I and my advisers will be delighted to discuss the matter with my noble friend between now and the next stage. Having said that he will give the matter further consideration, I beg leave to withdraw the amendment.

Amendment, by leave, withdrawn.

Clause 21 agreed to.

Clause 22 agreed to.

Clause 23 [Disabled facilities grants: certificates required in case of tenant's application]:

Earl Ferrers moved Amendment No. 35:

Page 13, line 38, leave out ("seek") and insert ("require").

The noble Earl said: I spoke to this amendment when moving Amendment No. 16. I beg to move.

On Question, amendment agreed to.

6.30 p.m.

Lord Swinfen moved Amendment No. 36:

Page 13, line 41, at end insert--
("( ) Where the authority seeks such an owner's certificate from the person who at the time of application is the landlord of the property this shall not be unreasonably withheld.").

The noble Lord said: This amendment will ensure that a landlord cannot unreasonably withhold from the local housing authority an owner's certificate for a property where his tenant has made an application for a disabled facilities grant.

Some landlords, especially in the private rented sector, may be reluctant or refuse to allow improvements, aids and adaptations to be carried out to their property; for example, to enable a visually impaired tenant to improve access to, orientation within and use of the facilities in the property. Others may seek to start eviction proceedings to avoid the commencement of work.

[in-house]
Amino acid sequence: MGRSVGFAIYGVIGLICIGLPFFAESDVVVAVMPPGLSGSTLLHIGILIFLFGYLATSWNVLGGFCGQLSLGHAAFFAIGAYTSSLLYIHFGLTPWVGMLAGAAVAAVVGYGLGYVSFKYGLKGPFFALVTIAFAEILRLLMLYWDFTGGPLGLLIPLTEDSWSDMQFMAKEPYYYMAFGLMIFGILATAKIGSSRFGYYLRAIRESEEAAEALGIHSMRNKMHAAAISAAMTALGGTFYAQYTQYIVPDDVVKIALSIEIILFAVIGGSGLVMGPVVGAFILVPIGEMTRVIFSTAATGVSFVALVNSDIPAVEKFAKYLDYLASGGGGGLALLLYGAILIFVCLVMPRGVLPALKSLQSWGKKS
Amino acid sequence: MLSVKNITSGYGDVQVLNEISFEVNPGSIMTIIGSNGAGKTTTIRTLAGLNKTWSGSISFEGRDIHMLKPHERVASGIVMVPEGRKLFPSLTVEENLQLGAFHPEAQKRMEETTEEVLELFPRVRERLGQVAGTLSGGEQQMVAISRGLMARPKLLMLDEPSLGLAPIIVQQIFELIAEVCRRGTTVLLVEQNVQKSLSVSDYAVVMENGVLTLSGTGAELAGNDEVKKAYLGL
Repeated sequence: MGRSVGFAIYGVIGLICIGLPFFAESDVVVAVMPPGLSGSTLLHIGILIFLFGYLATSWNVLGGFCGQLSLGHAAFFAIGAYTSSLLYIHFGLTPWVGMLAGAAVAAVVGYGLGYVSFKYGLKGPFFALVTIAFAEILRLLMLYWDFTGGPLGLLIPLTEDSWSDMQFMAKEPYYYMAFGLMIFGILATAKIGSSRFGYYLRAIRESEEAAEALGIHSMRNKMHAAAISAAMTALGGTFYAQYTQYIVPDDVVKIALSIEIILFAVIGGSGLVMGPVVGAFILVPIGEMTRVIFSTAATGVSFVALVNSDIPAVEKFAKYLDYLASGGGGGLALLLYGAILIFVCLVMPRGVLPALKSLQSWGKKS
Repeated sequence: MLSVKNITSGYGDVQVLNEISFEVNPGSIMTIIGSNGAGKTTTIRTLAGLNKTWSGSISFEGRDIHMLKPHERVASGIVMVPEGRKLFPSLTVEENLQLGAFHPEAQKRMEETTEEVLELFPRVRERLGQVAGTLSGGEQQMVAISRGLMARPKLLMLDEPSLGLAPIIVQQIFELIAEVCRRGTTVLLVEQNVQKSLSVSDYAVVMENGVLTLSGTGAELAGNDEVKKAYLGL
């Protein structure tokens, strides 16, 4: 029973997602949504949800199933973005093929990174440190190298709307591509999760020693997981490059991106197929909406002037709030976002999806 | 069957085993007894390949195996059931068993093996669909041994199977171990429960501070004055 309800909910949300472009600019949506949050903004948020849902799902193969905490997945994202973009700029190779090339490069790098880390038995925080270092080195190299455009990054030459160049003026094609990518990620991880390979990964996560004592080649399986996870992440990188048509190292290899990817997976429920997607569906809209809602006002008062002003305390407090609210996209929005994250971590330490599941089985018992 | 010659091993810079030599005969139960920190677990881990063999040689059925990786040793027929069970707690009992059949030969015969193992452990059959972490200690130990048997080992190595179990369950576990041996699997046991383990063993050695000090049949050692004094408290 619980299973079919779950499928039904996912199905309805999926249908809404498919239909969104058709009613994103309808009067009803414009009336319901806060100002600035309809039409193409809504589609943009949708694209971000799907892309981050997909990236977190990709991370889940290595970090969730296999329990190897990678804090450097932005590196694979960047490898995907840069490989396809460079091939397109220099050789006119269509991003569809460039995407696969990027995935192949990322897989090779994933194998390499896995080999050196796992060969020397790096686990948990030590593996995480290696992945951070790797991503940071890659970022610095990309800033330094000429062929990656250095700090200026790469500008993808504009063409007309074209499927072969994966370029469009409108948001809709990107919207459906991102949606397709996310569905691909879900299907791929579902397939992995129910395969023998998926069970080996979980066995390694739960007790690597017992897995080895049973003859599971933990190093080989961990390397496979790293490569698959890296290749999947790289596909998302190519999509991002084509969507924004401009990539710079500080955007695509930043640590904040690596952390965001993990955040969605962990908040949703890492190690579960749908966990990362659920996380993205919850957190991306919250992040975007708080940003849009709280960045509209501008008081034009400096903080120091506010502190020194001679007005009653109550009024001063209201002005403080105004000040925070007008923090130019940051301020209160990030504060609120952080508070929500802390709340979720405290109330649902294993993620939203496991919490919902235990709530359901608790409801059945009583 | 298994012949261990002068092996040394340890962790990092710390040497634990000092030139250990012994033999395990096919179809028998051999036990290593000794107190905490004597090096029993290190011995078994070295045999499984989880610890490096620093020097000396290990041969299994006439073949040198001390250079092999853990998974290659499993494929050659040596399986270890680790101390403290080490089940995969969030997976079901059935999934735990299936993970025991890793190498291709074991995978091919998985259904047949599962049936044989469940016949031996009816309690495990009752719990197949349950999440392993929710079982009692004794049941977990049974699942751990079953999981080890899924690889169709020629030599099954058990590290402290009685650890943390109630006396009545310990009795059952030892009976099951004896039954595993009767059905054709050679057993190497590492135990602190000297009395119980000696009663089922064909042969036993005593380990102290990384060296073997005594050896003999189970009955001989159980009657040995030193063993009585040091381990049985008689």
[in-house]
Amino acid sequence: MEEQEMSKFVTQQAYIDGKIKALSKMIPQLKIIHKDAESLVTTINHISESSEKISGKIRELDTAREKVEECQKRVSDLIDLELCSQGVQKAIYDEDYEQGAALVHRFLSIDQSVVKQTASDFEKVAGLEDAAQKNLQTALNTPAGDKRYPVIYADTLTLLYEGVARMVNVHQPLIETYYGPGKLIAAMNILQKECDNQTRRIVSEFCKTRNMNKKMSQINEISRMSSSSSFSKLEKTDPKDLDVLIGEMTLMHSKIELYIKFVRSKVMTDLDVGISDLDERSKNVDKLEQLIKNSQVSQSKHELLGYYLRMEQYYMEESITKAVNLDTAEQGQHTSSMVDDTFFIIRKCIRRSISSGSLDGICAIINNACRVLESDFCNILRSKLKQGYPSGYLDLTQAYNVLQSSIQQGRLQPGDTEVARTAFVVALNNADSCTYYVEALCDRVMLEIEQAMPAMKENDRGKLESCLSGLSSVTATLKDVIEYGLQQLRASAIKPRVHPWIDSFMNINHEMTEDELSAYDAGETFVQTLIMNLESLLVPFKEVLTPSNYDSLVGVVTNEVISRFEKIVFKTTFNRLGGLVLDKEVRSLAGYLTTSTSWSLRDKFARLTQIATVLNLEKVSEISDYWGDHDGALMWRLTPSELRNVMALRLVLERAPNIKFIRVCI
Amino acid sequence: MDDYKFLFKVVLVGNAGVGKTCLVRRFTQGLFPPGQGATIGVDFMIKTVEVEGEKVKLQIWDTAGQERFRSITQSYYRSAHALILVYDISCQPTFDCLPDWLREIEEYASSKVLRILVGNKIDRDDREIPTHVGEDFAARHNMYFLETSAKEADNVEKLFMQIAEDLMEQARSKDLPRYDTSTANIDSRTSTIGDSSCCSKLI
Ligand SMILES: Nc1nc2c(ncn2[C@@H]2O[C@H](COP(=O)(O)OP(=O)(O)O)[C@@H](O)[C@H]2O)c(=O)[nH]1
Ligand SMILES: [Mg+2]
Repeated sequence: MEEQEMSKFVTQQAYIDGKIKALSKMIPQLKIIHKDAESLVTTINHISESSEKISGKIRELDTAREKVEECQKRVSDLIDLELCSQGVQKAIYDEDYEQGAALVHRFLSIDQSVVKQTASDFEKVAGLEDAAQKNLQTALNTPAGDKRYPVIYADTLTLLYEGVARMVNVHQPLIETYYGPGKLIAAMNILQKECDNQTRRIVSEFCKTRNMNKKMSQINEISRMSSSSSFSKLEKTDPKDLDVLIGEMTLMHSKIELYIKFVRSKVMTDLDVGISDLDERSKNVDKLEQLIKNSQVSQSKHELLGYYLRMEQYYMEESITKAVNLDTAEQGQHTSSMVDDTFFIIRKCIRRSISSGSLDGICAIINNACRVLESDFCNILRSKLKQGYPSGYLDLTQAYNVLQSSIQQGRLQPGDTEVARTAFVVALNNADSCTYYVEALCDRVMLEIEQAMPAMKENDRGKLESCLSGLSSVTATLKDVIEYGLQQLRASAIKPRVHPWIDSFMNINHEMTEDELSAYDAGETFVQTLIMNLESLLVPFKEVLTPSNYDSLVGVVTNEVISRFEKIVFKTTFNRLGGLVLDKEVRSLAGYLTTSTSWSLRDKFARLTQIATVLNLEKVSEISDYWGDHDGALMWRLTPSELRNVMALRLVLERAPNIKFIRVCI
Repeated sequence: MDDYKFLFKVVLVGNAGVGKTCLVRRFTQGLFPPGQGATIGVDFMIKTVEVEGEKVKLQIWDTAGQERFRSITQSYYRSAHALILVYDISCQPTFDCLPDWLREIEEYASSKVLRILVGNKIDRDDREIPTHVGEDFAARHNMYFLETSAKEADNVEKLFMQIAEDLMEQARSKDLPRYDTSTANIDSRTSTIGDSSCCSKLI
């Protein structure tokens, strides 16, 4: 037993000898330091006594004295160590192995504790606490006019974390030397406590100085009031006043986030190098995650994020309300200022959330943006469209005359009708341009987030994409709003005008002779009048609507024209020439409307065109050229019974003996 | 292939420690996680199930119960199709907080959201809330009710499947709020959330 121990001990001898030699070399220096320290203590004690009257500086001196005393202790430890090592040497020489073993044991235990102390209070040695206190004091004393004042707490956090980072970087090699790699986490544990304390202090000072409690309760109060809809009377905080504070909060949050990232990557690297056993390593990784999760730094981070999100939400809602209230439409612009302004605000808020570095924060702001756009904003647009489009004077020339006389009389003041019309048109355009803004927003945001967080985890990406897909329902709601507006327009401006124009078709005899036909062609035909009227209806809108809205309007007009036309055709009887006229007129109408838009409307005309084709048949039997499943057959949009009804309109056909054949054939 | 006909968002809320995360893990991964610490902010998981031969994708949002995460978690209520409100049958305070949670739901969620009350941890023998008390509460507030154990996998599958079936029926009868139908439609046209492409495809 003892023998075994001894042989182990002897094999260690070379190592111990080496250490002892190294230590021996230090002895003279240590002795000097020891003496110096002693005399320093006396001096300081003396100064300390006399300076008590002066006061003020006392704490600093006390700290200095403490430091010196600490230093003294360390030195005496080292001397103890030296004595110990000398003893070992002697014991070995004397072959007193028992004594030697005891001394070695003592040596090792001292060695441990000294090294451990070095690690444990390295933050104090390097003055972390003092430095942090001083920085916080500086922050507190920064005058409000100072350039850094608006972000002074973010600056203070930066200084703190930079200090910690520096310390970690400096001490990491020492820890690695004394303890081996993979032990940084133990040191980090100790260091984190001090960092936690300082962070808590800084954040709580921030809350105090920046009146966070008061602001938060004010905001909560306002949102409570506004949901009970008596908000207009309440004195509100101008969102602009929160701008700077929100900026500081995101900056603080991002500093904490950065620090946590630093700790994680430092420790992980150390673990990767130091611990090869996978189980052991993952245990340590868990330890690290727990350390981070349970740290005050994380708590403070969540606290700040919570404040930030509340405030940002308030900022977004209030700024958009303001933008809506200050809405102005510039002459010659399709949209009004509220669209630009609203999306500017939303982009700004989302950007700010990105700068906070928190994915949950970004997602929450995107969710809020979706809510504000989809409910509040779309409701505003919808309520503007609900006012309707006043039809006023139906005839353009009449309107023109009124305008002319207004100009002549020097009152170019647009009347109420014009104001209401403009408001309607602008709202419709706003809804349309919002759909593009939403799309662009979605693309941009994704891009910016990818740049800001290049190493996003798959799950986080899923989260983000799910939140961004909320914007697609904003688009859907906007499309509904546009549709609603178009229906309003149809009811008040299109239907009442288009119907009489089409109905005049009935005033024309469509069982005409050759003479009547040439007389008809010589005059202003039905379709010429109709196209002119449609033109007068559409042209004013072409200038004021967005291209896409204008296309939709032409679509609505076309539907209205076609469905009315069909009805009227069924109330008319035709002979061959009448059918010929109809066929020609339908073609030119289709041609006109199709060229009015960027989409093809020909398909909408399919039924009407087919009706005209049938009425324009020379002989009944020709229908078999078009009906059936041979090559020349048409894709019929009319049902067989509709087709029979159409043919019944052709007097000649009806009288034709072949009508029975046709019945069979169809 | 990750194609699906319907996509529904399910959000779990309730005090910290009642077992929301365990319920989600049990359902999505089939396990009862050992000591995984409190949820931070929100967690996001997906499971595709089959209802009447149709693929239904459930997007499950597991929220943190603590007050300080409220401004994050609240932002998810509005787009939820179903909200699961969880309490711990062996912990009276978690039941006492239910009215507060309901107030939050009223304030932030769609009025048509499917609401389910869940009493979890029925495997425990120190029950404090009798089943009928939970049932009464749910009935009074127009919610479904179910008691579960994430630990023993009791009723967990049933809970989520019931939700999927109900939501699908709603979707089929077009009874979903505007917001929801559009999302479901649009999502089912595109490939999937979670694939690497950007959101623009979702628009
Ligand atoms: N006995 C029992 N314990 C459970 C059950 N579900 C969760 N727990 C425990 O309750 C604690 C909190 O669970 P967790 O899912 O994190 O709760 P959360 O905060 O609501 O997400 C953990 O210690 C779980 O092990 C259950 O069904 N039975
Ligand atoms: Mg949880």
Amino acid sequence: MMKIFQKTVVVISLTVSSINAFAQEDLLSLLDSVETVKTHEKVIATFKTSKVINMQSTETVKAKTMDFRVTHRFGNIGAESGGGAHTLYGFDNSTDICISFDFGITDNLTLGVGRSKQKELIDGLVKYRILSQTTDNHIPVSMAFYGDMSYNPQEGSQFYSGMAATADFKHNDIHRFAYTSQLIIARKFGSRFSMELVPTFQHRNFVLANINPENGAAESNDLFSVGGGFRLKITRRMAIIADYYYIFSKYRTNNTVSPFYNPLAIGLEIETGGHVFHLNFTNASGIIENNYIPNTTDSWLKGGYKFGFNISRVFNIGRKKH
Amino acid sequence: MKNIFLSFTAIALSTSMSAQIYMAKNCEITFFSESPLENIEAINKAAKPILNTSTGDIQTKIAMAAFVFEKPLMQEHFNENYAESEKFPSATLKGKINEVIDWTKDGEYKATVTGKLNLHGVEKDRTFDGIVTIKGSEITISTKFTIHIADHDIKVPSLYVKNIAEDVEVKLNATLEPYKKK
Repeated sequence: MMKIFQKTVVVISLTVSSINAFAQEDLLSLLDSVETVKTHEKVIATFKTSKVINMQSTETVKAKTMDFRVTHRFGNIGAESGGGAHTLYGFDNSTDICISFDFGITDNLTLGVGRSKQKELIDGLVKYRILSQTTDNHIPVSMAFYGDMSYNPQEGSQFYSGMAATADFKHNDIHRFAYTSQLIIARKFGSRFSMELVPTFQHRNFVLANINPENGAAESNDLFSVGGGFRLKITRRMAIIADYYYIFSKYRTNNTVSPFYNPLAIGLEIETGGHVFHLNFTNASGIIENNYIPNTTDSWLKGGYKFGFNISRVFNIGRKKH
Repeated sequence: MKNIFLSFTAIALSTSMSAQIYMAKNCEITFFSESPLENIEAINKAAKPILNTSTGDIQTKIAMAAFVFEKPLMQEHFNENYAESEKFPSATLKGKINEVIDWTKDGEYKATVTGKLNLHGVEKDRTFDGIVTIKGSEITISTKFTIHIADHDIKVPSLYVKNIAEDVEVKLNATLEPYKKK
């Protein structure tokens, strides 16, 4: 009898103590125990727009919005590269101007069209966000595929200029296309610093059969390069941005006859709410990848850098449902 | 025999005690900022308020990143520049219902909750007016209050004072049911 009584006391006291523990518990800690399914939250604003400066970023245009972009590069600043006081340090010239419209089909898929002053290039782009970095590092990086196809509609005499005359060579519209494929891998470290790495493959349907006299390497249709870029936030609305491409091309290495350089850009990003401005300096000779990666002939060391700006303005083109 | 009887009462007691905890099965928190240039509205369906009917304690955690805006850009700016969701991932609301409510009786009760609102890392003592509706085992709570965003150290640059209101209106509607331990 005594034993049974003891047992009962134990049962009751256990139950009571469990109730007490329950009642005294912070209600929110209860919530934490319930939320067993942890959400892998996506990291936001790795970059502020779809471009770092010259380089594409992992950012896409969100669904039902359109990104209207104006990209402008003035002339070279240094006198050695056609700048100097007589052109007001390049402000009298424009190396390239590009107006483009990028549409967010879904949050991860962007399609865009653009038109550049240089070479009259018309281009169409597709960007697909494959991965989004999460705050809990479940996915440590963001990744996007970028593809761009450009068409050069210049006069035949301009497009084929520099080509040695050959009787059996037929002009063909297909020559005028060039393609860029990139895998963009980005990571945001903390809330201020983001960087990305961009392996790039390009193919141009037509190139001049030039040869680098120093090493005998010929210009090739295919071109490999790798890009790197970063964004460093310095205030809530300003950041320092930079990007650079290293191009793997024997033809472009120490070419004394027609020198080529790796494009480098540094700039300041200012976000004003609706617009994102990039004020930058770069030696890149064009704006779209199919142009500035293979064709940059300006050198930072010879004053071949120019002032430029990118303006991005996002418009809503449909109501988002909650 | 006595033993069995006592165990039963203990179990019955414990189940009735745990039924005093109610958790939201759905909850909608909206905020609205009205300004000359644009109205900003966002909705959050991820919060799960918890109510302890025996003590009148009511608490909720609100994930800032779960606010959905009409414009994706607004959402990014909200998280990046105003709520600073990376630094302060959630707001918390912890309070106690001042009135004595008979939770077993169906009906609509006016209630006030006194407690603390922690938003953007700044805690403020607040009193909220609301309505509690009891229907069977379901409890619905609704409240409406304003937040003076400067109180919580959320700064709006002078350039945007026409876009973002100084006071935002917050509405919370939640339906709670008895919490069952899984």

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For a tenant with limited security of tenure, applying for a disabled facilities grant may therefore result in homelessness. For that reason, I feel that there is a need to introduce a provision which makes it explicit that a landlord cannot unreasonably withhold giving consent in the form of an owner's certificate. I beg to move.

Lord Lucas: This amendment is designed to prevent a landlord from unreasonably withholding an owner's certificate where his tenant has made an application for a disabled facilities grant. This clause requires a tenant to enclose a tenant's certificate when applying for a grant to the local housing authority. Unless it is unreasonable in the circumstances, the application should also be accompanied by an owner's certificate provided by the landlord.

It is true that there is no current provision preventing a landlord from unreasonably withholding an owner's certificate, but I am not aware that that has ever caused particular problems for local authorities. However, if, in a particular case, a problem is caused, under Clause 23(3) a local authority has discretion to do without an owner's certificate. In the light of that, I hope that my noble friend will feel able to withdraw the amendment.

Lord Swinfen: That is an encouraging reply and, in those circumstances, I beg leave to withdraw the amendment.

Amendment, by leave, withdrawn.

Clause 23, as amended, agreed to.

Clause 24 [Disabled facilities grants: purposes for which grant must or may be given]:

Lord Swinfen moved Amendment No. 37: